Impacts of Extending the DSCSA Deadline to 2024

By Andre Caprio | Posted on October 24, 2023

Impacts of Extending the DSCSA Deadline to 2024

Late last month, the US Food and Drug Administration (FDA) announced that enforcement of the Drug Supply Chain Security Act (DSCSA) would be postponed from November 2023 until November 2024. The announcement of the temporary reprieve from enforcing the requirements for system-wide electronic interoperable systems for tracking products through the supply chain was warmly received, as the industry as whole needed more time for compliance with the law.

The enforcement discretion means that while the industry should comply with the regulation, the FDA will not audit or fine organizations not in compliance. The tone of the announcement was definitive and signaled to the industry that this enforcement extension will be the last and the November 2024 deadline should be taken seriously.  We now have one year for all stakeholders in the pharmaceutical supply chain to comply with the DSCSA serialization regulation, which aims to improve patient safety.

Pharmaceutical Supply Chain Stakeholders Impacted

The industry welcomed the temporary relief from enforcement, as it is only partially ready for transacting serialized data amongst the entire supply chain. The pharmaceutical supply chain has three segments: manufacturers, wholesale distributors, and dispensers or pharmacies, and there are organizations in each that are not ready for DSCSA compliance.

The manufacturers are in the best position, as the majority are ready for compliance. Most are currently serializing the physical products they develop and transmitting the data. A small selection, perhaps 15% of manufacturers, may not be ready, but most are prepared to proceed with the regulation.

The wholesale distributors and the dispensers will feel the bulk of the enforcement relief. Compliance for the wholesale distributors is the most complex, and many are behind on interoperability. That is due to their extensive number of trading partners. For example, the Big Three family (the three largest pharmaceutical distributors in the US territory) buy directly from every pharmaceutical manufacturer, so they need to create and test connections between these hundreds of trading partners. The approximately other 1,000 licensed wholesale distributors in the United States also must connect with the large pool of manufacturers from whom they purchase their products. 

The other sector that gains significantly from the enforcement reprieve is the dispensers. Many in this sector are way behind on the road to compliance, especially the independent pharmacies, and that is because they lack the necessary budget for a pharma serialization solution.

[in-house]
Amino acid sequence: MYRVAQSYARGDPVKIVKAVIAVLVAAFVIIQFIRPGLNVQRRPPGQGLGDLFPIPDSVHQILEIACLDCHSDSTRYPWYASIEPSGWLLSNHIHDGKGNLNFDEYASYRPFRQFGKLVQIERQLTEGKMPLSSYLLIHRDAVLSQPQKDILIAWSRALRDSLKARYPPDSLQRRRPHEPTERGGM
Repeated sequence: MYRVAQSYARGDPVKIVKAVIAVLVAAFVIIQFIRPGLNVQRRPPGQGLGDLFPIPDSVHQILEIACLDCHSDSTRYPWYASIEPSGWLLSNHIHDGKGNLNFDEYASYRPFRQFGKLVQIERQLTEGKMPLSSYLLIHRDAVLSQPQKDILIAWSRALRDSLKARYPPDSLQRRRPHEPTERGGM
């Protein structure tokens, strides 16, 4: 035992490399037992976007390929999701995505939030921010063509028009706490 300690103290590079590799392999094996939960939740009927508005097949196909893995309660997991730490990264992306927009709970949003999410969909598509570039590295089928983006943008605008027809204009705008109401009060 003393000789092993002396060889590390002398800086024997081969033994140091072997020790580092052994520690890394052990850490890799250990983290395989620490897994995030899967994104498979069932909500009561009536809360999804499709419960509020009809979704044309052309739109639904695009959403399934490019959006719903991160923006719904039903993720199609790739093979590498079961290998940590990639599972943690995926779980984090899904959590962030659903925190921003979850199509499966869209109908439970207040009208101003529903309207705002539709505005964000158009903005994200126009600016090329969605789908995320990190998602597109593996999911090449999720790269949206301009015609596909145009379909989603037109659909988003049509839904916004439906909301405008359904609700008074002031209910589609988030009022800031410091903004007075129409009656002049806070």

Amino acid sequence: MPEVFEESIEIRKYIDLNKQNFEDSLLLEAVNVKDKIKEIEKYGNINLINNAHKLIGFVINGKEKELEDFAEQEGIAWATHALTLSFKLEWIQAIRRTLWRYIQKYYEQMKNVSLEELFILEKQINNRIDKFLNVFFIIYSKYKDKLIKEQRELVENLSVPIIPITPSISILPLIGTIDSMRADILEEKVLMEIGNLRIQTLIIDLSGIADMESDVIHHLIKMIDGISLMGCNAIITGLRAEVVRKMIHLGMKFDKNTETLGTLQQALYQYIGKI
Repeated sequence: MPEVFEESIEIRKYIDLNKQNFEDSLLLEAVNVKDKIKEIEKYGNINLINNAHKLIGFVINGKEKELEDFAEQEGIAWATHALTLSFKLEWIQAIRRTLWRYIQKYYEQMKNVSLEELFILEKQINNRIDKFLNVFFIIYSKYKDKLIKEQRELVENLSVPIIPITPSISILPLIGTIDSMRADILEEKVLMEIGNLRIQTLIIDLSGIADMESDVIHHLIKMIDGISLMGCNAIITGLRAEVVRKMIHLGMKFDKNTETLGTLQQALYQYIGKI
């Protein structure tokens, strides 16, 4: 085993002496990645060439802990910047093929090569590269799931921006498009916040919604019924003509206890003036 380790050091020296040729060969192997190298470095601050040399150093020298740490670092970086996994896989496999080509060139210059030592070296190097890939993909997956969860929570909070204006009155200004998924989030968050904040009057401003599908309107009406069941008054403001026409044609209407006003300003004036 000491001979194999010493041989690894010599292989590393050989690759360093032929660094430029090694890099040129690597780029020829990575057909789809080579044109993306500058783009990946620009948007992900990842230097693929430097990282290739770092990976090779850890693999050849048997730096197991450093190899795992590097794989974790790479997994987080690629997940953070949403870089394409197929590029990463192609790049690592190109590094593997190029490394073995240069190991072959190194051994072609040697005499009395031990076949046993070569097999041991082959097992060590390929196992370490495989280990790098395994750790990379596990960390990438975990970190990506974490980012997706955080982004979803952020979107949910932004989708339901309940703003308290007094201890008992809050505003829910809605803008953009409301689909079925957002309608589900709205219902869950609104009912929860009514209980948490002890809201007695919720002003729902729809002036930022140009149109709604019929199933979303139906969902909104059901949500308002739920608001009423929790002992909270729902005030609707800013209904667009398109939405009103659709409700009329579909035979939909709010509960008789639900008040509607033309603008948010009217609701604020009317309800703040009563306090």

The wholesale distributors and dispensers will benefit the most from the enforcement relief,  and they have the majority of the work needed to be ready for 2024.

Why the Enforcement Discretion

The industry had voiced concerns over their readiness to comply with the law’s mandate for EPCIS unit-level serialized data to be passed amongst pharmaceutical trading partners successfully. The Healthcare Distribution Alliance (HDA) was a driver in the deadline delay. Earlier this year, they requested that the FDA give an extension for DSCSA compliance, stating concerns that the pharmaceutical supply chain could be disrupted if the law was enforced in 2023. Thankfully, the FDA responded with a temporary enforcement reprieve.

Challenges for Industry-Wide Compliance

All pharmaceutical supply chain stakeholders must stay vigilant on their DSCSA journey to ensure compliance and interoperability with their respective trading partners. Whether they partner with a supplier or downstream customer, companies need to keep making progress on their interconnections.

Over the past ten years, when the FDA gave DSCSA deadline extensions many organizations took a breath, stepped back, shifted priorities, and waited to make progress on their project. That is not what organizations should do today. The FDA has fined organizations that have not complied with earlier DSCSA requirements, and there is no reason to believe they won’t do that again at this last phase of compliance.

Concerns have been expressed when it comes to enforcement, that the FDA does not have the resources needed to audit the vast pharma supply chain. There have been discussions between the FDA and state board of pharmacies to create a partnership where auditors and inspectors would be assigned at the state level to ensure that manufacturers, distributors, and dispensers complied.

Patient Safety Remains the Objective

Patient safety remains the core objective of DSCSA. The mandate aims to protect consumers from exposure to dangerous drugs, including counterfeits, diverted, stolen, and contaminated products, as well as facilitate how the industry manages and executes the drug recall process. DSCSA compliance also serves as a defense against intentional efforts by organized crime and state sponsors to monetize, sow chaos, and cause harm by attacking the supply chain. Patient safety is as much of a concern today as it was when the law was enacted.


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